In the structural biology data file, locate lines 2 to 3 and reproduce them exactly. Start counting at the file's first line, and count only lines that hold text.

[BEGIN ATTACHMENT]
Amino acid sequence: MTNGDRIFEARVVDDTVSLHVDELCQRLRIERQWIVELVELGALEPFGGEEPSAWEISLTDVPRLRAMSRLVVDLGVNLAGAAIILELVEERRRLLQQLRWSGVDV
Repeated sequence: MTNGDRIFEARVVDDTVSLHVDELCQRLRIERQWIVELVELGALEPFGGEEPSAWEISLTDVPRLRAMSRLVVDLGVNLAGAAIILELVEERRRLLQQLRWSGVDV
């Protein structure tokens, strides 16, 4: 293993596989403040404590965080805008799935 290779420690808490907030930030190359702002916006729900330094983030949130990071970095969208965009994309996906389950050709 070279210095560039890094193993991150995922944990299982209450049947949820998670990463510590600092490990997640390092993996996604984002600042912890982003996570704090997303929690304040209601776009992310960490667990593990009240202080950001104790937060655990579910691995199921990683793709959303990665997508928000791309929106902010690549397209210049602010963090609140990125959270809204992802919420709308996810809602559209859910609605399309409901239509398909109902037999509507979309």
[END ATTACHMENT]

Repeated sequence: MTNGDRIFEARVVDDTVSLHVDELCQRLRIERQWIVELVELGALEPFGGEEPSAWEISLTDVPRLRAMSRLVVDLGVNLAGAAIILELVEERRRLLQQLRWSGVDV
């Protein structure tokens, strides 16, 4: 293993596989403040404590965080805008799935 290779420690808490907030930030190359702002916006729900330094983030949130990071970095969208965009994309996906389950050709 070279210095560039890094193993991150995922944990299982209450049947949820998670990463510590600092490990997640390092993996996604984002600042912890982003996570704090997303929690304040209601776009992310960490667990593990009240202080950001104790937060655990579910691995199921990683793709959303990665997508928000791309929106902010690549397209210049602010963090609140990125959270809204992802919420709308996810809602559209859910609605399309409901239509398909109902037999509507979309």